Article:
MAKKAH: Poets and writers in Saudi Arabia have praised a series of retreats hosted by the Ministry of Culture’s Literature, Publishing and Translation Commission.
Since 2019, the commission has hosted the retreats for local and international poets and writers, with the latest events being held in Al-Jouf, AlUla and Baha.
The retreats include panel discussions and tours in selected areas, along with periods dedicated to working and writing.
During the seven to 10-day retreats, writers and poets are accompanied by a mentor who is an expert in a specific literary genre.
The commission also hosts International Writers’ Residencies, which last for more than a month in selected countries around the world.
Arab News spoke to some of those who have taken part in the commission’s retreats.
Poet Talal Al-Tuwairqi, who recently returned from South Africa, told Arab News: “The International Writer’s Residencies experience, which was adopted by the Ministry of Culture, represented by the Literature, Publishing and Translation Commission, was the dream of all creative people seeking to complete their creative projects. It provided us with enough time and enabled us to only focus on our writing projects and complete them, but also created all the necessary conditions that made it a productive creative residency in every way.
The true value of the creative residencies lies in what the artists accomplish there, along with the cultural impact they leave behind in the countries they visit.
Talal Al-Tuwairqi, Saudi poet
“My residency in South Africa was truly beautiful, as I got to know the country’s culture, customs, writers and friendly people. I also got to introduce them to our culture and customs.”
He added: “The true value of the creative residencies lies in what the artists accomplish there, along with the cultural impact they leave behind in the countries they visit. Additionally, these experiences highlight the bright image of the Kingdom, which cares for its creative people and supports them in various fields.”
Poet Mohammed Abu Shararah, who also took part in a retreat, told Arab News: “I never thought that I would take part in a literary initiative that would capture my full attention like the writing retreat, which was organized by the Literature, Publishing and Translation Commission in AlUla. I will be indebted to this inspiring experience until my poem has been written.
“They welcomed us with love, warmth and generosity. They created all the conditions needed to provide the poets with the chance to complete the projects they had started and start new projects, in an attempt to inspire the poets and entrench the memories of the place in their minds. This would allow for the experience to live on in their minds and fuel future poems that will be filled with an inexhaustible fragrance.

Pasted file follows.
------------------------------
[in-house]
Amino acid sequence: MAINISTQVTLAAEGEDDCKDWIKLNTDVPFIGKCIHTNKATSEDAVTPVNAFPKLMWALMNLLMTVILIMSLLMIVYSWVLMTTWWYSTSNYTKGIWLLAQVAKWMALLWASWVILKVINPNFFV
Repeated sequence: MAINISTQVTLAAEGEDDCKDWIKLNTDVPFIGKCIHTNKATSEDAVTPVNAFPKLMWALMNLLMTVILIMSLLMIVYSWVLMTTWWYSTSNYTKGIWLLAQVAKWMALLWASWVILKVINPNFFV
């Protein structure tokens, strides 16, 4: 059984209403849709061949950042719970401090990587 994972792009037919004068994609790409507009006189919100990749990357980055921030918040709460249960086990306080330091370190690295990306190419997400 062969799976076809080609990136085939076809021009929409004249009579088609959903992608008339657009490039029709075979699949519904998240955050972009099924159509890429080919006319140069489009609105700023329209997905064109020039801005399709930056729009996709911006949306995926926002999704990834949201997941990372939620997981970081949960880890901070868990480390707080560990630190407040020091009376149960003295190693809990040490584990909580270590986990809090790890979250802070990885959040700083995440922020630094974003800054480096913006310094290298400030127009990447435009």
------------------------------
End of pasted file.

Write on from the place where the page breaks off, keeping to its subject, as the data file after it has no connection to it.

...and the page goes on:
“Nobody in the world is able to enjoy what Saudi poets are enjoying during the Year of Arabic Poetry,” Abu Shararah added.
“They brought us together with the great poet Adonis over the course of two days, during which we discussed all the poetry-related concerns and worries. We visited AlUla’s archaeological ruins, which reflect the area’s longstanding history. We visited Al-Hijr, Dadan, Ikmah, Tantora and the Elephant Rock. I saw, in his eyes, how astonished he was while he discovered, for the first time, that the compass of time, place, language, poetry and history pointed to this blessed country.”
Novelist Zainab Al-Khudairi said: “Given my experience with Baha’s writing retreat and as a writer, I can confirm that the retreat is a priority for writers, novelists and storytellers. It is an arduous and hard profession, the results of which take a long time to see the light.
“Baha’s retreat was an opportunity for the writers I was honored to mentor. I had Abdulaziz Al-Jasim, Najwa Al-Omari and Fatima Al-Saleh from Saudi Arabia and Abdulmalik Al-Othman from Kuwait, along with Haifa Nabi from Syria. Some of them wrote new novels and some completed novels they had started, while others drew inspiration from nature and came up with new ideas.”
Speaking about the nurturing environment the retreats create, Al-Khudairi added: “Being in Baha, with its rich heritage and cold weather, motivated the writers and so did the ideas that were brought up during the daily two-hour panel discussions, which addressed pre-selected topics that have had a significant impact on the writing profession, along with the various and motivating experiences the participants shared.”
Kurdish-Syrian novelist Haifa Nabi said: “For us as writers, the retreat is not an option. It is at the heart of creative work, as it isolates us from the world before we come back to it carrying the words we would like to say and the imagination for which we finally found fertile ground.
She added: “Visiting the heritage village of Al-Malad and living, even for just a few hours, in a world that is somewhat different from the ordinary one I live in as an expatriate in Germany, added a lot of value to my experience.”
“This experience inspired me and filled me with great energy as I go back to my life, which is filled with tasks and duties. I am proud that this experience came at an overwhelming and difficult stage as I work on my novel.”